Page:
The Defense Information Systems Agency is hard at work on the next generation of mobile, secure computing for the Defense Department. And it’s up to some heavy contracting activity.
The Defense Department is taking a new look at the rules it applies to contracts with commercial cloud computing providers. The Pentagon’s acting CIO wants staff to examine whether vendors’ own security controls could replace DoD’s requirement for government-operated cloud access points.
New data from Bloomberg Government shows more than 2,600 multiple award contracts across government, which is a drop of 8 percent over the last five years.
DISA is prepared to scrap buying unified capabilities from industry if the price is too high. The agency is prepared to move to an open source platform.
The Defense Information Systems Agency is trying to stay ahead of the technology curve. That means putting investments in mobility and the security of mobile devices.
Lawmakers are pushing key Defense Department nominees to begin considering how to put a comprehensive cyber policy in place.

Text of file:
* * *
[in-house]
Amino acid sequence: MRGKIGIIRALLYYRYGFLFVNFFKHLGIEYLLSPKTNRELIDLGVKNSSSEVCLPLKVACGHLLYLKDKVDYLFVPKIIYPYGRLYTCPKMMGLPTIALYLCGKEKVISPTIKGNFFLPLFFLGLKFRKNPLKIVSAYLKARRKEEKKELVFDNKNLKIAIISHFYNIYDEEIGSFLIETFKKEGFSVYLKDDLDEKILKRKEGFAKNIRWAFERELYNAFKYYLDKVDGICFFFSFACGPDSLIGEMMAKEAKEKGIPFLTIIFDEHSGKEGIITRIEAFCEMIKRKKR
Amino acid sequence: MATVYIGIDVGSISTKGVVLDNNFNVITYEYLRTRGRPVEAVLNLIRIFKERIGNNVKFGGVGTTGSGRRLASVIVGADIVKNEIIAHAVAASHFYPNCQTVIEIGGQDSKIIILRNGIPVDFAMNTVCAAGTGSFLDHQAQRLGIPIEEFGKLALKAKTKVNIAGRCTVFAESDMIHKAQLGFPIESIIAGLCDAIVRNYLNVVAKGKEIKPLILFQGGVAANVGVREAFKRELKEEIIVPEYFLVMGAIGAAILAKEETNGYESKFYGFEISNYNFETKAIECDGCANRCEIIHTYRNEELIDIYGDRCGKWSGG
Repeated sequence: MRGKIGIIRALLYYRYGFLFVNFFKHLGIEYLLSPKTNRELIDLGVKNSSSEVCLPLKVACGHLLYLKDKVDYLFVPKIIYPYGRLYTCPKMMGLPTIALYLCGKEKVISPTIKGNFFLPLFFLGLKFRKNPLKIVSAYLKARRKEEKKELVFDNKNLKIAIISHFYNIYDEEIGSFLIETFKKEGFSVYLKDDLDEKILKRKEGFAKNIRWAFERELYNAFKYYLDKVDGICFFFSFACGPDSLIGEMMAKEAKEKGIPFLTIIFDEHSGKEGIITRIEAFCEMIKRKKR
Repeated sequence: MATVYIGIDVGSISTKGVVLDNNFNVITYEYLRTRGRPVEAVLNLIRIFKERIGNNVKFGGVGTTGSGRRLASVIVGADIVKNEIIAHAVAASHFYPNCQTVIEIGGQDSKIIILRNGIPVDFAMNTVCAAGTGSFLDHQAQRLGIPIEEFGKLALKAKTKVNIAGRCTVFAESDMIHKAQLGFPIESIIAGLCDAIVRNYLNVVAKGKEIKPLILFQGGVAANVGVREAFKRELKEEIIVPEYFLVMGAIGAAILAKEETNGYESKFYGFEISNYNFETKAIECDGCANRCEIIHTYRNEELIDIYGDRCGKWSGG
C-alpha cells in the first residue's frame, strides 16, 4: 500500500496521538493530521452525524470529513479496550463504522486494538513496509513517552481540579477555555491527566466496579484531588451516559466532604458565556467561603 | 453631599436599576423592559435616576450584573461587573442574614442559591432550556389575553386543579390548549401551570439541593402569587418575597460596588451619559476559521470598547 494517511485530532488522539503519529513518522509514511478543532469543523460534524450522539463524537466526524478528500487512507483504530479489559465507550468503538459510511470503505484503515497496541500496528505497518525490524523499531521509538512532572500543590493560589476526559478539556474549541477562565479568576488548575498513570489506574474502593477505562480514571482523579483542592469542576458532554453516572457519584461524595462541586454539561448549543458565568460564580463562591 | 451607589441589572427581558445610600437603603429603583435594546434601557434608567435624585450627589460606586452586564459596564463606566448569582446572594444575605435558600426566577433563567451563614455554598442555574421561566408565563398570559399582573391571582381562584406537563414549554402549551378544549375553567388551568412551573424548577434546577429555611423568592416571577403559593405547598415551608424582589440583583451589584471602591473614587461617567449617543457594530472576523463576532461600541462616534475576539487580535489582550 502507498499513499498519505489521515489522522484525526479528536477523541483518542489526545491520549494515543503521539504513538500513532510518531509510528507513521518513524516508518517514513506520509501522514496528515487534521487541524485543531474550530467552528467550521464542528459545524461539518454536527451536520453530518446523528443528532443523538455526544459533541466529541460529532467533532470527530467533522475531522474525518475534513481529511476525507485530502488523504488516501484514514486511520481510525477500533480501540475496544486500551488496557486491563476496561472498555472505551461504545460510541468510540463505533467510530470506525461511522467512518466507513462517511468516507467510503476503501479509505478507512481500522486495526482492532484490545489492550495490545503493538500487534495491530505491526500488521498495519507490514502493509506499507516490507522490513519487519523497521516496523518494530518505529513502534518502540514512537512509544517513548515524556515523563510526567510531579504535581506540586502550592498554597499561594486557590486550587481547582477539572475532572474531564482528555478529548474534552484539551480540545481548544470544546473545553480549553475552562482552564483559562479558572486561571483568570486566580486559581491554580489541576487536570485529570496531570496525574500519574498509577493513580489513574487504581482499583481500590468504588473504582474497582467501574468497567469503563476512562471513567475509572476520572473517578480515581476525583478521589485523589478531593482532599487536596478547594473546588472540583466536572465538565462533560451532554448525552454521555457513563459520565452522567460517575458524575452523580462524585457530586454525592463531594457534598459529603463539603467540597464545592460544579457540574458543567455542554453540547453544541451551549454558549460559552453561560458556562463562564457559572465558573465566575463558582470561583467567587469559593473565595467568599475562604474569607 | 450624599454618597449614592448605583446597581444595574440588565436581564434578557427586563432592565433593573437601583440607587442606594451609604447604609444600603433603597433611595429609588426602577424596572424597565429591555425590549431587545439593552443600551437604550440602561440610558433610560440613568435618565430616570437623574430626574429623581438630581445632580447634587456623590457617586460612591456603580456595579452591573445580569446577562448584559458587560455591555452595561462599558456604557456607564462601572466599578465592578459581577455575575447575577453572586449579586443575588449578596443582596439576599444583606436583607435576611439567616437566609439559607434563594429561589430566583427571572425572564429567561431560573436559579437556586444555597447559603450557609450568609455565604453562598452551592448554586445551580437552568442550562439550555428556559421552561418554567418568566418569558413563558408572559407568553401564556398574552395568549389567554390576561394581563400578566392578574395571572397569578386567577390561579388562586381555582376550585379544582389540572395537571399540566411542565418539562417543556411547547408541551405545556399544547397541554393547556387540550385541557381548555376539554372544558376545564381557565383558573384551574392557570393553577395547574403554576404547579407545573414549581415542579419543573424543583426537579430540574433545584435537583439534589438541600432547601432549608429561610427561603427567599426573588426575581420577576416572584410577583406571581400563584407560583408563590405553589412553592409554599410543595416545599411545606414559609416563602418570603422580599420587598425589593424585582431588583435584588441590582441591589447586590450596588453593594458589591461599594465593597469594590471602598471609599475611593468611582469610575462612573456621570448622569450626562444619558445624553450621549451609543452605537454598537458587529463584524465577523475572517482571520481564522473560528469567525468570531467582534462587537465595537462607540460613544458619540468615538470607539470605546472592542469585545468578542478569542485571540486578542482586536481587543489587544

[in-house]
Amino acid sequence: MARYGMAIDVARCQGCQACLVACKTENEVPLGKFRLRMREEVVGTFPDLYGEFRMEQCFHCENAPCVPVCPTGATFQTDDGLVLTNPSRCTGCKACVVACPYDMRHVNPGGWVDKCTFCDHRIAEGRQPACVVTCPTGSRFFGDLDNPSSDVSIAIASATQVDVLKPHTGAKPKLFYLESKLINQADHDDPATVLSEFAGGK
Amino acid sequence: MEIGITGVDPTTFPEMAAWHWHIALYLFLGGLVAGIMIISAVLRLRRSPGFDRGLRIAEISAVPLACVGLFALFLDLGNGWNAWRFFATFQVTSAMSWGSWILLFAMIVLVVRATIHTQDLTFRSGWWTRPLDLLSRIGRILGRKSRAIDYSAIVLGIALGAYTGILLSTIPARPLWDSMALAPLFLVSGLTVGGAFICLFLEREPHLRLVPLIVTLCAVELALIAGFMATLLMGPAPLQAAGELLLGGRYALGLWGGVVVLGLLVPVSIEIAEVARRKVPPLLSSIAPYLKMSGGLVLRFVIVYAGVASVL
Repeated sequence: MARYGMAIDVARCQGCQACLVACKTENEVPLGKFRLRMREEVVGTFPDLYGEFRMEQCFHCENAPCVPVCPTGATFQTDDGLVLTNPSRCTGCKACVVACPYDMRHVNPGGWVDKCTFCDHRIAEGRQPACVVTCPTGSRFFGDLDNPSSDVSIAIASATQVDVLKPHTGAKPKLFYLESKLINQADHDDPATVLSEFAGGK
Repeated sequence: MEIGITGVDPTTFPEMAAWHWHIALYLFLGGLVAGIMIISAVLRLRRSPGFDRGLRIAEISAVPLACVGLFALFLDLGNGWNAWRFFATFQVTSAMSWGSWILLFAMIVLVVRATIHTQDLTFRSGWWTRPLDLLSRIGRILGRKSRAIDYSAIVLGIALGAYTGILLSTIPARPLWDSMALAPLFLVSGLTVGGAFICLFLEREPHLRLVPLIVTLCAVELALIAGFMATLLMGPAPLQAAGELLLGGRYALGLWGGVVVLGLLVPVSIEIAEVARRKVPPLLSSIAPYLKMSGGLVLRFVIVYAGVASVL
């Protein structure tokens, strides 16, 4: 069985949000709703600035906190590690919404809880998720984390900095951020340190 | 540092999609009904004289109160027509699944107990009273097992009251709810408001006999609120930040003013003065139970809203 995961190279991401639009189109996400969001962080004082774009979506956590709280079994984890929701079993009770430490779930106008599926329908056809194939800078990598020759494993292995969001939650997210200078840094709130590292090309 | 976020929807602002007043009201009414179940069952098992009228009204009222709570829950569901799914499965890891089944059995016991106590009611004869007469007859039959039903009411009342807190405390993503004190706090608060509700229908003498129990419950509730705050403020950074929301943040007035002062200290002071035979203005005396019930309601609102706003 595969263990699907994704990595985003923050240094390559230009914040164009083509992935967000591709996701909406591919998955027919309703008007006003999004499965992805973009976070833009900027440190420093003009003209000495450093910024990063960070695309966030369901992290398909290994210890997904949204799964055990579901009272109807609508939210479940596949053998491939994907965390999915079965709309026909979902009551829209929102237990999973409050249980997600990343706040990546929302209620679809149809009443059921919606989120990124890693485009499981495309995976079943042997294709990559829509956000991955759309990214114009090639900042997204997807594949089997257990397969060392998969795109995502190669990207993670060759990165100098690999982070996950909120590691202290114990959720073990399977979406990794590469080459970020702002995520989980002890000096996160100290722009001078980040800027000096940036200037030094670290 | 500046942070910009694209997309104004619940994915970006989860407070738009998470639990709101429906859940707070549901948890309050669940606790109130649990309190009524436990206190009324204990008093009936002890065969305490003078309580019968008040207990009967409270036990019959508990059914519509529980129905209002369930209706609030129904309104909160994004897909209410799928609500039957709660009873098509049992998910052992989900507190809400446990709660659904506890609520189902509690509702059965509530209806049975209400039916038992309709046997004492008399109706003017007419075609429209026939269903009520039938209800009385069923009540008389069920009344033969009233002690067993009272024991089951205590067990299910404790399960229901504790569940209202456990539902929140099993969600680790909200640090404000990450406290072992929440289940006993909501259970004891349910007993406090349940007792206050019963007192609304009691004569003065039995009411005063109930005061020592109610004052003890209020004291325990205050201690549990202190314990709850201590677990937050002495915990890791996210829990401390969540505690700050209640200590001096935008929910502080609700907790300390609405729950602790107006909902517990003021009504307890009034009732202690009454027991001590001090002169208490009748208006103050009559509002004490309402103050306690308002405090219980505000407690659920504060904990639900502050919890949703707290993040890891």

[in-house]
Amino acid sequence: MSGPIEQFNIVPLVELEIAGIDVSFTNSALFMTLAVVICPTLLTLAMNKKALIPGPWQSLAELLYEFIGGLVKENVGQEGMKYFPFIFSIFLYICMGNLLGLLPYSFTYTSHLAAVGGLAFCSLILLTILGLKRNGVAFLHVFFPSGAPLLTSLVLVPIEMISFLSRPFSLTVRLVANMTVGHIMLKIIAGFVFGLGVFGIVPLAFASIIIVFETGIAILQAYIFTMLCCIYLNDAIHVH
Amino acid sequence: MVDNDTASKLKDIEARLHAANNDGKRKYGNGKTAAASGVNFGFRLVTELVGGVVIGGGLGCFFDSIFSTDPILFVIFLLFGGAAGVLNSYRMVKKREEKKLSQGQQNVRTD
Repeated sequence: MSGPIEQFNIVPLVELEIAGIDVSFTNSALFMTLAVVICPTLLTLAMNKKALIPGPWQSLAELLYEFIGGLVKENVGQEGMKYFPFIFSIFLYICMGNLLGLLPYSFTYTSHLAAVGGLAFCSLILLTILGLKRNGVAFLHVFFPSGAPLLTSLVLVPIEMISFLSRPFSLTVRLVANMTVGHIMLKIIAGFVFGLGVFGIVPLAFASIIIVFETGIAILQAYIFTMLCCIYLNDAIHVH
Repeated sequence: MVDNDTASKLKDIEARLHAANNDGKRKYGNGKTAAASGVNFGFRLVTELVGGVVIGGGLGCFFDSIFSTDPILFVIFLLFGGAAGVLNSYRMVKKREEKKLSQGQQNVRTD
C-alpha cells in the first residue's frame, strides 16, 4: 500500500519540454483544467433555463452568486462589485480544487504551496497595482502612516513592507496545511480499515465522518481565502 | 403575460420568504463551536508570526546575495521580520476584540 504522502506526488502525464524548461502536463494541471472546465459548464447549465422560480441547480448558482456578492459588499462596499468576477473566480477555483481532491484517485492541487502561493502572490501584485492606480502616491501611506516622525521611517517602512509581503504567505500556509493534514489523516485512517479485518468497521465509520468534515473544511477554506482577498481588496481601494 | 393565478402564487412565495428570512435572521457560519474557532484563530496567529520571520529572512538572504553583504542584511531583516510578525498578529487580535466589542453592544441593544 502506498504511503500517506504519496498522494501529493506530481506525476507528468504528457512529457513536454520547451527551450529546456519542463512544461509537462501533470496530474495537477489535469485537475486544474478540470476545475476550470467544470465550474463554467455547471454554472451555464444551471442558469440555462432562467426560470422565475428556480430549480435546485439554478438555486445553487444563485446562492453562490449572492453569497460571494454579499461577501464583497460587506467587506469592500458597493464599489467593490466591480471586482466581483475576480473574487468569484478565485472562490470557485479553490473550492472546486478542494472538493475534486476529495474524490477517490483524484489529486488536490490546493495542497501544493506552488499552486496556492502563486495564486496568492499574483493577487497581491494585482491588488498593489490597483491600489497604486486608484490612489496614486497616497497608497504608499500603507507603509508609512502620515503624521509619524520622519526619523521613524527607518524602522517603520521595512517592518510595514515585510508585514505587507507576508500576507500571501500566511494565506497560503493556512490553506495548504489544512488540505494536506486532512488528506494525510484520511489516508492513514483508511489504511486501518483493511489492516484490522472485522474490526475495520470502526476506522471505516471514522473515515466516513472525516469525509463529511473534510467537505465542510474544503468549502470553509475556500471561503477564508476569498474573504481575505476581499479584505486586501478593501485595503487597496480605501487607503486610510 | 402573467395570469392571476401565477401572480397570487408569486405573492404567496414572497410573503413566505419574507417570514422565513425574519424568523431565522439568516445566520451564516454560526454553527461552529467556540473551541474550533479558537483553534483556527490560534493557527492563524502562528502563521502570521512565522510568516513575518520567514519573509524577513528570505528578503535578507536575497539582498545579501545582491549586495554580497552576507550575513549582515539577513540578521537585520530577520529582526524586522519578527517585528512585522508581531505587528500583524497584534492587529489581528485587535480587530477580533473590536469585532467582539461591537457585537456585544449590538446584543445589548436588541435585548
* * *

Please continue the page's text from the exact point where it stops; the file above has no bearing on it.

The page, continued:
The Cloud Center of Excellence this week will release a draft best practices guide that will give agency contracting officers, chief information officers and CFOs a new way of thinking about and buying cloud services.
The Defense Information Systems Agency has set up an approach for customers to send money to a working capital fund to pay for cloud services based on usage.
Alfred Rivera, DISA’s director of the Development and Business Center, said the agency is moving toward multi-factor authentication, including biometrics and other “patterns of life” type of technologies.
Roger Waldron, president of the Coalition for Government Procurement, applauds the Trump administration’s intent but questions its approach to reigning in contract duplication.
DJ Kachman, the Veterans Affairs’ director of mobile and security technology transformation lead in the Office of Information and Technology, said the agency will pilot derived credentials later this year.
On this edition of Columbia Technology Partner’s Ready to Prime, Allen Scott discusses the contracting landscape with two people who know it very well.
Retired Gen. Keith Alexander, the former head of the National Security Agency and U.S. Cyber Command, told House Homeland Security Committee members they should go further than just creating a new cyber agency within DHS.
Terry Halvorsen left DoD at the end of February after spending the last two-plus years as its chief information officer.
Columbia Technology Partners Ready to Prime host Allen Scott talks of Sharon Jones of DISA and author Debra Fine.